The Apprentice: proofreading isn’t just about the words

Why proofreading isn't just about the words


It’s happened again.
For the second time in this series, BBC’s The Apprentice has provided me with the perfect example of how a proofreader can save your brand from embarrassment.
A few weeks ago, episode 5 saw one of the teams get the spelling of their product name wrong (see my post The Apprentice: Spotting the spelling error in your marketing copy), but in this week’s episode, ‘Gin’, the problem wasn’t with the words.
Well, not entirely.

Dubious wording, wrong image

Team Titan, (yes, the same team that made the spelling error in episode 5) had social media in an uproar when they chose the name Colony Gin for their product, with people pointing out the inappropriate link to colonialism and slavery.
That’s something that should never have made it past a brainstorming session, never mind onto the label of a bottle of gin.
But the problem that caught my eye this week was the map on the label. 
The story the team had constructed around their brand was of a sailor coming back from India with exotic spices that were then used to infuse the gin. Not a bad idea.
And then they put a map of Africa slap bang in the centre of the label.
Africa. Not India.


Why don’t these things get checked? Because in The Apprentice speed is of the essence and the teams are under huge pressure to come up with the goods to brutal deadlines. So mistakes get made.
(And, of course, in this particular case, Frances was working with the designer (poor designer – who’d want to work on The Apprentice, with their bonkers ideas?) and couldn’t get hold of Trishna and Grainne, who were ‘testing’ the gin. Nineteen missed calls suggests a bit too much testing went on!)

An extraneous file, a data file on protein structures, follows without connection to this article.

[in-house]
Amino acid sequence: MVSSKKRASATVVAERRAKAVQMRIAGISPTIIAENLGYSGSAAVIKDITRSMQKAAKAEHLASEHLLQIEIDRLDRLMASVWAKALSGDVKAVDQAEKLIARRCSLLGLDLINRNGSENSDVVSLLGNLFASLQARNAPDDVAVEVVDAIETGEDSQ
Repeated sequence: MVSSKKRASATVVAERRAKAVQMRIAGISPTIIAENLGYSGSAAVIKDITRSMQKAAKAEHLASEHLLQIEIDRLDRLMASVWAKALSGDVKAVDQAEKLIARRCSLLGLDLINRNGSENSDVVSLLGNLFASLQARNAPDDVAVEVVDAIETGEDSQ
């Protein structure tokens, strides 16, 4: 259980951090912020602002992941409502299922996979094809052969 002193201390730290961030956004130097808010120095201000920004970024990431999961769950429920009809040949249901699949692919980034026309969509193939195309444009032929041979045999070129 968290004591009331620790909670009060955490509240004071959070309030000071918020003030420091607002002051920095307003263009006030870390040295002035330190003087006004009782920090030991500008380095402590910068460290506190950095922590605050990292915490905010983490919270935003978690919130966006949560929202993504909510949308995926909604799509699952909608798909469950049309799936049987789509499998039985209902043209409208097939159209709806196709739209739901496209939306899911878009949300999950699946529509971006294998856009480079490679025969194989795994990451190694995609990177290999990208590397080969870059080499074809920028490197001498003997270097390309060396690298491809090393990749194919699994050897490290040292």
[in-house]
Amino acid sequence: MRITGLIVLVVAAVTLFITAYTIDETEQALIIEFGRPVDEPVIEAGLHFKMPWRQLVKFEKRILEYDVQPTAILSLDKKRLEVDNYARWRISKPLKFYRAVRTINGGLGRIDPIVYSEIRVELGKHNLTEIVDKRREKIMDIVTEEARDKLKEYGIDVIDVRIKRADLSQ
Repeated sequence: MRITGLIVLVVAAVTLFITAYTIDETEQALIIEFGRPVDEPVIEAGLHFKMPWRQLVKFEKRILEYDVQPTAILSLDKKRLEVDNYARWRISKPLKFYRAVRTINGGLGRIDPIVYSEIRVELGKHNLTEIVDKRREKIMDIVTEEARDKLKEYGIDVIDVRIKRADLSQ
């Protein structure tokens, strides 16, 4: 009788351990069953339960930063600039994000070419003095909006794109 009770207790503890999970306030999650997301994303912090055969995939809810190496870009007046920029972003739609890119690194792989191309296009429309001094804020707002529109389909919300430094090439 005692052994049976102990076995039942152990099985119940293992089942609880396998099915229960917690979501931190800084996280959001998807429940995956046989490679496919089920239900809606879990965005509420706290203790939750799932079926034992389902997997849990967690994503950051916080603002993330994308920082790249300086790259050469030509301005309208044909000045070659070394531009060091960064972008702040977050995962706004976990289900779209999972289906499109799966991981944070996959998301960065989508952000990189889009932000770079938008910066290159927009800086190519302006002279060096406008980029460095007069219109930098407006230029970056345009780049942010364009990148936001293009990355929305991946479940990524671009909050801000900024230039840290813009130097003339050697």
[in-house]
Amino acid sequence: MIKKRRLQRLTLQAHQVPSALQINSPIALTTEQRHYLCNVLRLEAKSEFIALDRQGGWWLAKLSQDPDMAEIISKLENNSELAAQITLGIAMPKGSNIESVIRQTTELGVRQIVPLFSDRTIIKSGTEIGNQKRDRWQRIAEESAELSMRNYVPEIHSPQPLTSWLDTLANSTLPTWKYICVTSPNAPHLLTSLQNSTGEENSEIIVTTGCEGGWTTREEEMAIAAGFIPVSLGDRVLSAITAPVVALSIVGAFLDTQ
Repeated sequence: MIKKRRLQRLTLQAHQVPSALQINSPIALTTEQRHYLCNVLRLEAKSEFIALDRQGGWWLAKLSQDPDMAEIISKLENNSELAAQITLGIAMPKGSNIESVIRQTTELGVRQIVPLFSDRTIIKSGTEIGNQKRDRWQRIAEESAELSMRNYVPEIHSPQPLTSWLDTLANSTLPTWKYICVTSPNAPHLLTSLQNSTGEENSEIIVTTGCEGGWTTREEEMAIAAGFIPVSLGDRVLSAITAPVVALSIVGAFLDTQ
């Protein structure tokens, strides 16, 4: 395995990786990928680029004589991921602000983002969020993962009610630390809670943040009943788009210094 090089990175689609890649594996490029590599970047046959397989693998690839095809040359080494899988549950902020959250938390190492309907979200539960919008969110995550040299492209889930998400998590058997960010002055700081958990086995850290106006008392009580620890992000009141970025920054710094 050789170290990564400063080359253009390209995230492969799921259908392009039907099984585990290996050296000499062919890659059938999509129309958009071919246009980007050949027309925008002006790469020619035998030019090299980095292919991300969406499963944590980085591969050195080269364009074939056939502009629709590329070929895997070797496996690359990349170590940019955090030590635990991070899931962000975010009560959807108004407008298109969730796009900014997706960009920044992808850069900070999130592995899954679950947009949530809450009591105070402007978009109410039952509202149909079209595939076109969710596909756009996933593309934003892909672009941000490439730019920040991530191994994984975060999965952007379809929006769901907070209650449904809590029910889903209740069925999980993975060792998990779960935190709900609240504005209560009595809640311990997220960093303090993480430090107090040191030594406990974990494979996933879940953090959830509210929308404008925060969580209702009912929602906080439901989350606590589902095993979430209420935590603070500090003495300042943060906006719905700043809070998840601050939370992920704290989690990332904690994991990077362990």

So, once again, we see the result of facts not being double checked. Frances had total – misplaced – confidence in her mastery of geography (‘I got an A star’, she announced), and didn’t think to look it up, just to be sure.

Look beyond the words. Double check everything.

Proofreaders and editors deal with so much more than words. We also look at any images you use to check they are appropriate and relate to what is said in the text. 
If the text on your company website refers to your offices in Seattle, is the accompanying image really the Space Needle, or has someone used a picture of the CN Tower in Toronto by mistake?
In a recent project I worked on, the art brief asked for a full-face picture of a fox, and the picture researcher had supplied a full-face picture of a wolf. A requested image of a traffic jam in Dubai was actually of Beijing. When hundreds of images are in the brief, it’s inevitable that mistakes will happen.
But sometimes the issue isn’t with the words or the text, but with the layout. A proofreader can be the first person after the designer to see how everything sits together. They can spot problems with captioning and positioning which won’t have been obvious when the page was being written.
But for everyone’s sake, not to mention your bottom line, it’s vital to pick up these errors at an early stage, when it’s still easy to make changes.
Not when your website is live, or your labels are on the bottles, or your books on the shelves.
If you don’t have the time, or lack the confidence to check your copy, consider getting professional help to look over your writing before it goes live.
Proofreaders have a good grasp of general knowledge and will query anything that looks suspect. We will either do a quick fact check ourselves, if it’s a straightforward issue that can be clarified online, or we’ll flag it for you to check. For example, if the figures in a table don’t match the accompanying discussion in the text we will ask you to confirm what the correct numbers are.
If you need some ideas for how to proofread your own writing, look up my blog post How to proofread your own writing: Ten tips to clean up your writing for tricks you may not have considered.
And please, the next time you’re using images, charts or tables in your copy, make sure that they are proofread properly too. Your readers will thank you for it!
Do you have any stories about mistakes with pictures or captions that were wrong or inappropriate? What happened and how was it corrected? Why not let me know in the comments?

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